Today is a turning point of some sort. It’s the shortest day of the year, a day when we instinctively light fires and gather with friends to eat, drink, sing, play music, and hope that the sun will do what it’s supposed to do and come back up from its sinking path toward the southern horizon. According to the astronomical charts, it will hang in a limbo of darkness for a few days, with sunrise continuing to come later each day, but sunset also coming later by about the same amount. By Christmas, on December 25, the days start to grow longer by a tiny bit, and by New Years, on January 1, they’re probably enough longer to notice. How nicely the European holidays fit the extreme northern hemisphere seasonal changes!
Given that we’re all alive today and everything seems to be proceeding in its normal fashion, the dire predictions of the end of the world have - once again - not materialized. However, it is a good time to reflect on whether we could, in fact, be entering into a new era. Could today mark the beginning of the destruction of the world as we know it due to the fact that humans have added the final straw that shifts the earth’s ecological balance beyond the point of no return? Each tree that is cut down to make way for a new shopping center is, by itself, of no consequence. Each gram of car exhaust or factory waste released into the atmosphere is, by itself, of no consequence. Each tiny fraction of a pH point by which the ocean is acidified is, by itself, of no consequence. Each species that goes extinct is, by itself, of no consequence. Each human that is born is, by him- or herself, of no consequence. Each event is like a grain of sand. Put all of the grains together, though, and they become overwhelming, a landslide that has the potential to change life as we know it.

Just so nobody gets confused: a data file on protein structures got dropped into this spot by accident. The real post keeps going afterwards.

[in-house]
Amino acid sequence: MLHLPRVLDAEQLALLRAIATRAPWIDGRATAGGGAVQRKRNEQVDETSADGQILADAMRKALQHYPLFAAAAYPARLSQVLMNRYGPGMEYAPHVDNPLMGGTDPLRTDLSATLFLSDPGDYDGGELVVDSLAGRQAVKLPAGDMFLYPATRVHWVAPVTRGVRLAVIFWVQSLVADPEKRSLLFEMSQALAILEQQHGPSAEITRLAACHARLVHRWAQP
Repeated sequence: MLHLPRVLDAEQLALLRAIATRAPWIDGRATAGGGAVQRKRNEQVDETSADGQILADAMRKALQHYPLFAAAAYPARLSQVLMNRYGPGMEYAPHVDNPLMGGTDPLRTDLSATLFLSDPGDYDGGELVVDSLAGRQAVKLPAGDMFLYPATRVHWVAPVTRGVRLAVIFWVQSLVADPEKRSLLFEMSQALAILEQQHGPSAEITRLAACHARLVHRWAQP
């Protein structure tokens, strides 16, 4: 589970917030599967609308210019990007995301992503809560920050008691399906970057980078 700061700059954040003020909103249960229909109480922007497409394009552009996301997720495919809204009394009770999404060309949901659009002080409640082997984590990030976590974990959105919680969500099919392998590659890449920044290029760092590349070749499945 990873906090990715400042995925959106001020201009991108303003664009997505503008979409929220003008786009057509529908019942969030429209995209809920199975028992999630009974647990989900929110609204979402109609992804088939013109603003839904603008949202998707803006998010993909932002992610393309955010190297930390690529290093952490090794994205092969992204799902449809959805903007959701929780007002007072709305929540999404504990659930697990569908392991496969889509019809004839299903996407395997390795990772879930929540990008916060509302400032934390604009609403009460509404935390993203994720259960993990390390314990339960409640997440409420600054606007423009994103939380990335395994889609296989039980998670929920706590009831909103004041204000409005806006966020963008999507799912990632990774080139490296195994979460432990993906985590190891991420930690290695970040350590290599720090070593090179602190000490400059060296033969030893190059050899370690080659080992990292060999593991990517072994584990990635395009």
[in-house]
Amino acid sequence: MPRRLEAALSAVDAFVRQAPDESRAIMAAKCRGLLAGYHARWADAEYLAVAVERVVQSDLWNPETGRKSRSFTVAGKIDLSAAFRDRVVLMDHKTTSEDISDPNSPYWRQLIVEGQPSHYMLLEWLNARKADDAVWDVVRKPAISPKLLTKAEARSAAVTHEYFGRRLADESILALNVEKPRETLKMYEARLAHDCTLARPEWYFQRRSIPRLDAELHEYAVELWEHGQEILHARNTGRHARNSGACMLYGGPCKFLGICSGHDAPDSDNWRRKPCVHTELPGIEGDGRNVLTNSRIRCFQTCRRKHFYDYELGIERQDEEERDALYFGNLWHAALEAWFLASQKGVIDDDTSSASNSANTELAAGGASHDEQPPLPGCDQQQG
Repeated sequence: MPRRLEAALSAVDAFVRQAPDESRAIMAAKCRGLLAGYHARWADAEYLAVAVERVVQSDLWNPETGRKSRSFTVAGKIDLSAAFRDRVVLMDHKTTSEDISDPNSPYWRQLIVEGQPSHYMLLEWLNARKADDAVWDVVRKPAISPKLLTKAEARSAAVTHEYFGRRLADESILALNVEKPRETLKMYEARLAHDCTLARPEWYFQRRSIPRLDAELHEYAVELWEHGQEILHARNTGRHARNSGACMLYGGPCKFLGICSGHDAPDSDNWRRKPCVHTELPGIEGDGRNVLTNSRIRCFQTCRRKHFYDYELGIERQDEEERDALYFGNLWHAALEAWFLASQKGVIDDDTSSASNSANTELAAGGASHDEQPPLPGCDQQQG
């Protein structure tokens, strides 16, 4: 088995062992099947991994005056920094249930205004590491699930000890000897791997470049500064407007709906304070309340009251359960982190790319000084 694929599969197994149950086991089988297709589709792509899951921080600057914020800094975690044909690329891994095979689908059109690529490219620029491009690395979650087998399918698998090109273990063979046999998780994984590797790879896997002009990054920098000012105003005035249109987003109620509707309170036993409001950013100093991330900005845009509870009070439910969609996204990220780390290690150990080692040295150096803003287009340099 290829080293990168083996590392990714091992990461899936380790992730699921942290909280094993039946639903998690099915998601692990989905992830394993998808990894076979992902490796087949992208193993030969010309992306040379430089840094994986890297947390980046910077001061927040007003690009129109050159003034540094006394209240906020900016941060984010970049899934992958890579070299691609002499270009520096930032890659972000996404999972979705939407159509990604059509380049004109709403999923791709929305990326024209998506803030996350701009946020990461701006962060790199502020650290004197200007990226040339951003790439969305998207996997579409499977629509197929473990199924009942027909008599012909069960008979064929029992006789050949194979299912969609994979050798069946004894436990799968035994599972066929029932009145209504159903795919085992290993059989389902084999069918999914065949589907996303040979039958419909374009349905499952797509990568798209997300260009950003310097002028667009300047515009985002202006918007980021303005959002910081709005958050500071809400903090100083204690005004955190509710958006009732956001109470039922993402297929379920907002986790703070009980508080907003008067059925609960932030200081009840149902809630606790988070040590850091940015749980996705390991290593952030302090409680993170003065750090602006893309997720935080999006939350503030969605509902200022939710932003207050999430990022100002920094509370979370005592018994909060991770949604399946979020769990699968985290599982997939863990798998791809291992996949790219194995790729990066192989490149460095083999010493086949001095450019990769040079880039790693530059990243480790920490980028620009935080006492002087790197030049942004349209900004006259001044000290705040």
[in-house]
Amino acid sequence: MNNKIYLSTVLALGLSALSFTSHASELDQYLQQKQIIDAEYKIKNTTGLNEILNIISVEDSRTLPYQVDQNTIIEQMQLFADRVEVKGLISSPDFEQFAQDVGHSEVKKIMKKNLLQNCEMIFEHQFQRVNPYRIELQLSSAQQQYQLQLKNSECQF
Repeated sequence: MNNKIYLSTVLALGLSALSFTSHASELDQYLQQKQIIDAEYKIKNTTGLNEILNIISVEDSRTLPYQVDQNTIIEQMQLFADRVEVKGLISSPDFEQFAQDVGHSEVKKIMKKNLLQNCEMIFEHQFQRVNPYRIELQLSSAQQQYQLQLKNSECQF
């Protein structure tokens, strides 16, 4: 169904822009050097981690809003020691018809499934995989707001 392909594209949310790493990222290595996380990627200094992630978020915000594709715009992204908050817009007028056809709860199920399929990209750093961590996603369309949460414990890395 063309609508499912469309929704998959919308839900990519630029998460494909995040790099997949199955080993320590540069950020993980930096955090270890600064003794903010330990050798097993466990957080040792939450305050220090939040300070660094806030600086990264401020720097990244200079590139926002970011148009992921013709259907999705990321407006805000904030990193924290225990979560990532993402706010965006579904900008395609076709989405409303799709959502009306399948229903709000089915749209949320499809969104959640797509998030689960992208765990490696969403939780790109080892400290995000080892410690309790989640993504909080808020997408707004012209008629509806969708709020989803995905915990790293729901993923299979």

Just as each negative act is, in itself, inconsequential, so is each positive act. Planting a tree instead of cutting one down does nothing to stop deforestation; vocally opposing the construction of more strip malls and parking lots and lobbying for efficient urban planning seems like crying in the wind; drinking water from the tap instead of from a disposable plastic bottle seems like a futile economy; walking or taking public transportation whenever you can doesn’t stop global climate change; speaking out for peace, justice, and tolerance seems like a quixotic tilting at the windmill of the military-industrial-power complex; one family limiting reproduction to one child per person won’t stop exponential population growth. Each act by itself is a grain of sand, but if enough of these positive acts accumulate, they have the power to stop the landslide into earth’s destruction by the parasite that is collective humanity.
Maybe we are at the end of one era and the start of a new one. It is up to each of us to decide which scenario it will be.
[Photos adapted from Wikimedia]